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Gripped by the Gripe
by Elizabeth Foust
Do you remember the days when no one had ever heard of a flu virus, and certainly not a type A, B, C or Swine? Everyone simply called it the GRIPE. It was something that went around every few years. Sometimes you caught it, sometimes not. If you had the GRIPE, no one ever panicked or considered you dangerous. Did the Center for Disease Control even exist back then?
Mothers had their own "disease control centers." They shuffled you off in the farthest possible bedroom for a week, kept your siblings away and started the standard GRIPE treatment. They knew it worked very well. Hadn't their Mothers and Grandmothers used it?
Mom would place her cool hand on your fevered brow. "Yes, you have a temperature all right. It feels like at least 102 degrees to me," she'd say.
You knew it was bad, since you felt oh soooo sick. Your eyeballs felt as if giant thumbs were pressing them through your skull. While she vigorously shook the thermometer,
you waited expectantly, fearfully, wondering where exactly it would go. It was always an iffy proposition, depending on Mom's state of mind or whether she thought you were trustworthy enough not to bite it. The agony of suspense before she finally said "Open your mouth" probably increased many a child's symptoms.
After instructing you not to move or remove the thermometer, off she'd go to do some chores. When she'd finally remember, it would seem like she'd been gone for a week. By that time the metal tip would have permanently congealed under your tongue."Ahah! 102 on the nose" she'd say, removing it.
Next on the treatment regime came the hot tea mixed with honey and lemon to soothe your inflamed throat. Its effect was instantaneous and miraculous. Then came the dry toast with a dab of grape jelly. Ambrosia was never so sweet. . . or was it Mom's anxious hovering for you alone? If you held down the toast you were given a Bromine Quinine. That popular remedy was to remove the Malaria-like symptoms of the Gripe. They were commonly known as the "all over acheys." Can you remember those terrible pains? Everything hurt, even your breathe. It started with your eyebrows and traveled down your spine, engulfing every inch of you to your toes.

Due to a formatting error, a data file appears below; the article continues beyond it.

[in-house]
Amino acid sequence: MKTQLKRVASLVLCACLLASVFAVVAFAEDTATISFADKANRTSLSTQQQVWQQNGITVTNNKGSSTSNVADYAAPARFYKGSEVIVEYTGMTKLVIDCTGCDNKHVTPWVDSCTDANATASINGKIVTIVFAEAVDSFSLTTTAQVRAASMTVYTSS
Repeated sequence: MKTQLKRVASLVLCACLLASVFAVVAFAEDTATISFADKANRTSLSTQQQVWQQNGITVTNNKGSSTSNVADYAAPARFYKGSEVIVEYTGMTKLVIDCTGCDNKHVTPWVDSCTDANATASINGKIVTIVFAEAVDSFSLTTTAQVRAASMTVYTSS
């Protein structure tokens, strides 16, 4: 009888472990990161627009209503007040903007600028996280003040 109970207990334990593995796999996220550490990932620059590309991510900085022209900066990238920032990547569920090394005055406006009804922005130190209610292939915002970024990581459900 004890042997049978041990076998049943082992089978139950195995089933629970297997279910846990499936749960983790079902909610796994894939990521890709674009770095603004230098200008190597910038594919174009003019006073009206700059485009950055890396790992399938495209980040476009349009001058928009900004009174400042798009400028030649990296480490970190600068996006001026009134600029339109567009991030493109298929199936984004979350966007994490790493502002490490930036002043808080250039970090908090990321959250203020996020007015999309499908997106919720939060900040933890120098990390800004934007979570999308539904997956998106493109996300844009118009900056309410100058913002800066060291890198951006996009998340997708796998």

Lunch and supper always consisted of Campbell's Chicken Noodle Soup and Saltines. Wasn't that sinfully, salty synthesis the epitome of every cure-all known to mankind? How strange that the originator hasn't been given the Nobel Prize!
No congested child ever escaped bedtime without a thorough neck and chest rubbing with that all time favorite Vicks Vapor Rub. A soft piece of flannel was gently and firmly placed around the neck and chest, reminiscent of swaddling clothes. By that time, the comforting fumes which made everyone's eyes water, would start to do their magic work. Remember how relaxed you felt, almost as if you had been given a strong narcotic? You'd drift off to sleep in no time, safe and sound, wrapped and greased in your hypnotic little cocoon.
The best thing we had going for us in those days was that most mothers stayed home. That meant that if you groaned loud enough, no matter how busy she was, Mom would stop whatever she was doing and come running with much TLC. Maybe she'd rub your back or stroke and kiss your fevered brow. Whatever it was, you welcomed it and always felt better. After tucking you in again, you'd soon doze off, content that all was well.
Should your fever continue to rise or the congestion worsen, the doctor would be called and actually come to the house that day. Remember how important you felt as he made you stick out your tongue and take deep breathes as he listened to your chest. You never knew what his diagnosis was, but all those aahhhs and hhmmms were so comforting.
Children in those days were never told anything that would upset them, because it was for their own good. "You'll have plenty to worry about when you grow up, " Mom would say.
I could hardly wait to grow up, whenever that was. I was missing out on all the good stuff.
Finally, after about a week, the fever, aches and pains would subside. I would be allowed to go downstairs and dine with the rest of the family without fear of contaminating them. Remember that first meal? It was heaven on earth, wasn't it? Real food! Mom would have made my favorite dessert. Dad would be especially attentive. Fathers in those days were not such pals as they are today. (You knew they loved you, but you did not expect them to get down and roll around on the floor with you.) My brother and sister and I would get through the whole meal without quarreling. Life just couldn't get any better than this.
Yessiree, there's no doubt about it. They just don't make the flu like they used to!
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